There are 2 translations of creep in Spanish:

creep1

Pronunciation: /kriːp/

vi (past & past p crept)

  • 1 (+ adv compl) 1.1 (crawl) arrastrarse the fox crept under the fence el zorro pasó arrastrándose por debajo de la cerca we crept along on all fours avanzamos a or en cuatro patas 1.2 (move stealthily) to creep into/out of a room entrar en/salir* de un cuarto sigilosamente I crept past the doorway pasé sigilosamente por delante de la puerta a note of suspicion crept into his voice se empezó a notar un elemento de sospecha en su voz several mistakes have crept in se han deslizado varios errores 1.3 (move slowly) the water crept higher el agua iba subiendo poco a poco prices continue to creep up los precios siguen subiendo lentamente despair crept over her la desesperación se fue apoderando de ella creeping inflation/unrest creciente inflación/malestar 1.4 (grow, spread) [plant/vine] trepar
    More example sentences
    • Branches and trunks twist and bend as they grow, creeping horizontally along the ground as well as reaching toward the sky.
    • This plant is happy to creep along the ground or to climb into trees and into hedges.
    • Because of the harsh environment, most plants that survive in the tundra are dwarfed, and many have stems that creep along the ground.
    More example sentences
    • Zoe's illness took her family by surprise and crept into their lives gradually.
    • Sometimes that cold creeps in gradually and the end result is pneumonia or even a heart attack.
    • That was before errors really crept into their game to deny them two points.
    More example sentences
    • The idea is that the risks are lower because your investment creeps up in value more steadily over the years.
    • Fixed rates started creeping up at the end of last summer in anticipation of increases in the base rate.
    • So, the blue line creeps up as the value of your gift increases.
    More example sentences
    • Sometimes, when Josie knew know no one would notice, she'd creep downstairs to the kitchen as quiet as a mouse and tiptoe out the back door when the cook wasn't looking.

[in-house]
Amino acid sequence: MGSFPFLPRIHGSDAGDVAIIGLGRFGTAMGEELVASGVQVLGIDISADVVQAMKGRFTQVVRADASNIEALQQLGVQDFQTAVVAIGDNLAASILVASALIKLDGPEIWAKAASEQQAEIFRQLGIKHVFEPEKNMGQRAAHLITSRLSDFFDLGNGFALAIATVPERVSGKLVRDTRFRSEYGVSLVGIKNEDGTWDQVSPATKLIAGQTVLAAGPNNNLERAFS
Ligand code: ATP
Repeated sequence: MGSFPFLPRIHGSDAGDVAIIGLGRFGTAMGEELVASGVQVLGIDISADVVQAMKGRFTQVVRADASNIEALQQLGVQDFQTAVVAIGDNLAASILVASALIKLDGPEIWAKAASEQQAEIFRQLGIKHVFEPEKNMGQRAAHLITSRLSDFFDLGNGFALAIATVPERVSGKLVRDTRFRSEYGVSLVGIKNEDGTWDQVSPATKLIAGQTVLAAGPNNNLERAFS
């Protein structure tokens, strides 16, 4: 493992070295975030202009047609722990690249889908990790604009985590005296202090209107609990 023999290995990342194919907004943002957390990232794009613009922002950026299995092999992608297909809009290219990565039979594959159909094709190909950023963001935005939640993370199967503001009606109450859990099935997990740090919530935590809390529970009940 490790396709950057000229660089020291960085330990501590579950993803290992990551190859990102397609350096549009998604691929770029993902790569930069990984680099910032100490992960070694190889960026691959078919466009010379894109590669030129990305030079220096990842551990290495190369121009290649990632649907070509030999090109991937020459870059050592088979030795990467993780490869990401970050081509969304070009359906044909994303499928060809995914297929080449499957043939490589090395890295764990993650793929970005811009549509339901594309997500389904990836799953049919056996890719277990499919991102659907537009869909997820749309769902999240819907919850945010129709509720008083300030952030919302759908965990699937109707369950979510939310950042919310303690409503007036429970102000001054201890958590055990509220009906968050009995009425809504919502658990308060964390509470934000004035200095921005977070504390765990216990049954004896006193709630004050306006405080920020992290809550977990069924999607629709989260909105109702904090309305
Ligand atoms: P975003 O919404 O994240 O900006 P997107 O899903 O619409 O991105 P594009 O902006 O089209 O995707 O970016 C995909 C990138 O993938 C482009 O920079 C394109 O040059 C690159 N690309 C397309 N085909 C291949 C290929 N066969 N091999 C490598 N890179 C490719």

• As Jack slowly crept forward he heard a soft buzzing off in the corner.
    • After signaling everyone to stay outside, I carefully crept back into my room where I heard them discussing, yet again, me.
    More example sentences
    • At some points the cave walls crept slowly closer to the path we walked, before steering away again into the distance.
    • As the morning slowly crept forward, more and more things began to stir.
    • The bus crept slowly through the viscous traffic pouring into the city.

Phrasal verbs

creep up on

v + adv + prep + o
they crept up on him se le acercaron sigilosamente old age creeps up on you vas envejeciendo sin darte cuenta the deadline's creeping up on us se nos está acabando el plazo

Definition of creep in:

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Word of the day mandado
adj
es muy mandado = he's a real opportunist …
Cultural fact of the day

The RAE (Real Academia de la Lengua Española) is a body established in the eighteenth century to record and preserve the Spanish language. It is made up of académicos, who are normally well-known literary figures and/or academic experts on the Spanish language. The RAE publishes the Diccionario de la Real Academia Española, which is regarded as an authority on correct Spanish. Affiliated academies exist in Latin American countries.

There are 2 translations of creep in Spanish:

creep2

n

  • 2 (BrE) [Auto] vehículo (m) lento (before n) creep lane carril (m) para vehículos lentos
  • 3
    (creeps pl)
    [colloquial/familiar] to give sb the creeps ponerle* los pelos de punta a algn [familiar/colloquial], darle* escalofríos a algn
    More example sentences
    • I guess some people thought I was a creep, offering sycophantic praise of someone who happens to be my boss.

Definition of creep in:

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Word of the day mandado
adj
es muy mandado = he's a real opportunist …
Cultural fact of the day

The RAE (Real Academia de la Lengua Española) is a body established in the eighteenth century to record and preserve the Spanish language. It is made up of académicos, who are normally well-known literary figures and/or academic experts on the Spanish language. The RAE publishes the Diccionario de la Real Academia Española, which is regarded as an authority on correct Spanish. Affiliated academies exist in Latin American countries.